African Americans: Education and Visions
As I was thinking about writing this article, the thoughts of two visionary African American leaders came to mind. Malcolm X wrote “Education is our passport to the future, for tomorrow belongs to the people who prepare for it today.” At the beginning of the 20th century, WEB DuBois wrote, “Education and work are the levers upon which to build a race.” The words of these two African American thought leaders are as true today as they were when uttered years ago.
Starting the first decade of the 21st century, Black Californians must ask ourselves where is the vision so desperately needed to guide our educational future and shape our destinies in the worlds of work, politics, and other elements of life in the communities in which we live?
Nearly a hundred and fifty years ago in the dismal days of slavery and during the subsequent inhospitable period when we enjoyed our newly emancipated status, education was cherished and nurtured by our fore bearers. Then, our vision was clear for we truly understood that the pathway from slavery to freedom and equality could never be successfully traveled without the liberating qualities that can only be acquired through the enabling process of education.
While there may have been differing ideas about what type of educational objectives African Americans should pursue, over the last 145 years, from slavery to farms to cities, the lives of African Americans have been enhanced and enriched by our visions. In five generations, at least four visions have shaped our aspirations and achievements.
Our first collective vision was a vision of freedom, a vision best articulated in songs fondly remembered as “Negro spirituals” but which, in reality, were songs of protest. Typical of the lyrics of the songs were these words, “Oh freedom, Oh freedom, Oh freedom over me, and before I be a slave, I’ll be buried in my grave, and go home to my lawd and be free.”
Next came a collective vision for overcoming the debilitating effects of 144 years of slavery and trauma of becoming free people without freedom. The operating credo for African American people during this period was “get an education for that is something that no one can ever take from you.” In order to transform this admonition into reality, between 1872 and 1899, 18 black colleges were established in each of the southern and Border States.
It was from the public Black colleges and a similar number of private ones that a new generation of Black visionaries would emerge; Black men and women who would create our third collective vision, that of being “somebody” – a vision given concrete reality by the writings of Langston Hughes and Gwendolyn Brooks; the educational achievements of Benjamin Mays and Mary McLeod Bethune; the music of Eubie Blake, Duke Ellington and Charlie Parker among others; the founding of the NAACP and the Urban League and the ministries and self-help programs advanced by our churches and social organizations.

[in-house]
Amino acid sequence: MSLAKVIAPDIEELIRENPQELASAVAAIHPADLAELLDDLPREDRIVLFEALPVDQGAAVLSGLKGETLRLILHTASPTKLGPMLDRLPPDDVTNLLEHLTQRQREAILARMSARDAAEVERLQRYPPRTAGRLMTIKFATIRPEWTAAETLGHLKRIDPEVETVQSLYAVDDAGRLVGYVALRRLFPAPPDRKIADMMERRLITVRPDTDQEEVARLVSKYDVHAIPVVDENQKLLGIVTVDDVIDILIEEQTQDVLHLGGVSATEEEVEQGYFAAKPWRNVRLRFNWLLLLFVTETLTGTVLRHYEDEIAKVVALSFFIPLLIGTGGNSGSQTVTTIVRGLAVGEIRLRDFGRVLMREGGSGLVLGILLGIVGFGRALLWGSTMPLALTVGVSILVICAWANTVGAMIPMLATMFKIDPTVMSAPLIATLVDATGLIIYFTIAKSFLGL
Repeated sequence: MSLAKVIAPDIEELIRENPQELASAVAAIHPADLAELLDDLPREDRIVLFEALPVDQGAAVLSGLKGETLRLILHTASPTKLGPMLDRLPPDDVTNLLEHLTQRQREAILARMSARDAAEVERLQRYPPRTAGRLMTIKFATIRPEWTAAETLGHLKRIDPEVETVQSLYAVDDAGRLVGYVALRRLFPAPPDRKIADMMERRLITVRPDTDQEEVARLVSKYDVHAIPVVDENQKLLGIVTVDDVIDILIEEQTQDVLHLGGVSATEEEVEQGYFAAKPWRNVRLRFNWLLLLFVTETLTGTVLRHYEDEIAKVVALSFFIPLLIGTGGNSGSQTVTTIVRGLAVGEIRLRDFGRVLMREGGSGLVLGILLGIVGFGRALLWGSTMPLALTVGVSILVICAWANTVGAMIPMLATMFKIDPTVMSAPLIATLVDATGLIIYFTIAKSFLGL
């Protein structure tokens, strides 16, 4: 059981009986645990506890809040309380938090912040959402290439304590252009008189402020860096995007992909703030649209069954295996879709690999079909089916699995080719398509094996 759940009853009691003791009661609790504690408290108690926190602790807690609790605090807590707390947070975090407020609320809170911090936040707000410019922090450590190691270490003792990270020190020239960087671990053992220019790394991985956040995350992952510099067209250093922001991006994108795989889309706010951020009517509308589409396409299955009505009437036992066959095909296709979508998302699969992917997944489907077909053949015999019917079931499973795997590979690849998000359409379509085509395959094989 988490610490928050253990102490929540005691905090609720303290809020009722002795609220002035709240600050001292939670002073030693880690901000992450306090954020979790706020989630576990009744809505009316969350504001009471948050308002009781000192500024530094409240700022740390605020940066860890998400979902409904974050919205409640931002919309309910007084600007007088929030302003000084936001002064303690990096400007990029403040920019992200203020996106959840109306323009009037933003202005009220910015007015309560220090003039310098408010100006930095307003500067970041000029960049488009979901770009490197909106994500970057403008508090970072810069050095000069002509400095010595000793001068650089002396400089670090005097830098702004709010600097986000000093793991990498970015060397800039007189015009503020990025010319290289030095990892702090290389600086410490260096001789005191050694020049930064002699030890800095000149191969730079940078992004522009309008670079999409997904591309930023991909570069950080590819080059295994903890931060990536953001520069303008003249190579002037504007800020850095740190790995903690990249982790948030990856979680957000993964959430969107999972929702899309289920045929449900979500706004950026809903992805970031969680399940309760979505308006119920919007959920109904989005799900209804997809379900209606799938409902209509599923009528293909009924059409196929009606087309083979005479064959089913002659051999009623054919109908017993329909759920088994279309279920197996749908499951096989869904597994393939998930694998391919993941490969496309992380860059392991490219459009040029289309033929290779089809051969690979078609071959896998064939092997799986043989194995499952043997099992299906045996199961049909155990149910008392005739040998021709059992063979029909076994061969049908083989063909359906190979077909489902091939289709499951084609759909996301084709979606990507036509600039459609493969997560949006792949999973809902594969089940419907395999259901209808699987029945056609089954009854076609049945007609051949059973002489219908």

The fourth and last collective vision shared by African Americans was that expressed in the aspirations of the Civil Rights Movement. Although the struggles of the 1960s was to be epitomized by boycotts, lunch counter sit-ins, freedom rides, mass marches and urban rebellions, the fundamental issue which gave rise to these struggles was the judicial sanction of the doctrine of “separate but equal.”
African American leaders throughout the land had long understood that equality involved more than the opportunity to work, travel, play and, most of all, learn in a situation or environment presumed to be equal though separate from others. At the forefront of our vision of civil rights were demands for unimpeded opportunities to experience the full range of intellectual and social growth and the patterns of participation that are possible only in a society which is truly an open one.
While the legal battle for equality, including the right to an unfettered education was won, the evidence is now quite clear that in the arena of education, far too many African Americans have confused “right” with “responsibilities.” It is a well-known fact that at every step of the educational ladder, African American students are being lost in ever increasing numbers.
It is this fact that compelled the California State University to initiate a special effort to attract, retain, and graduate more African American students. Currently on the 23 campuses, 26,000 African America students are enrolled, but we are determined to do better than that. In partnership with nearly 100 African American churches throughout the state, we are carrying the message articulated by DuBois that “education and work are the levers upon which to build a race” and we will not rest until a new vision for children of color is reached, and full participation in all aspects of education in California is realized.
Herbert L. Carter is Vice Chairman of the California State University Board of Trustees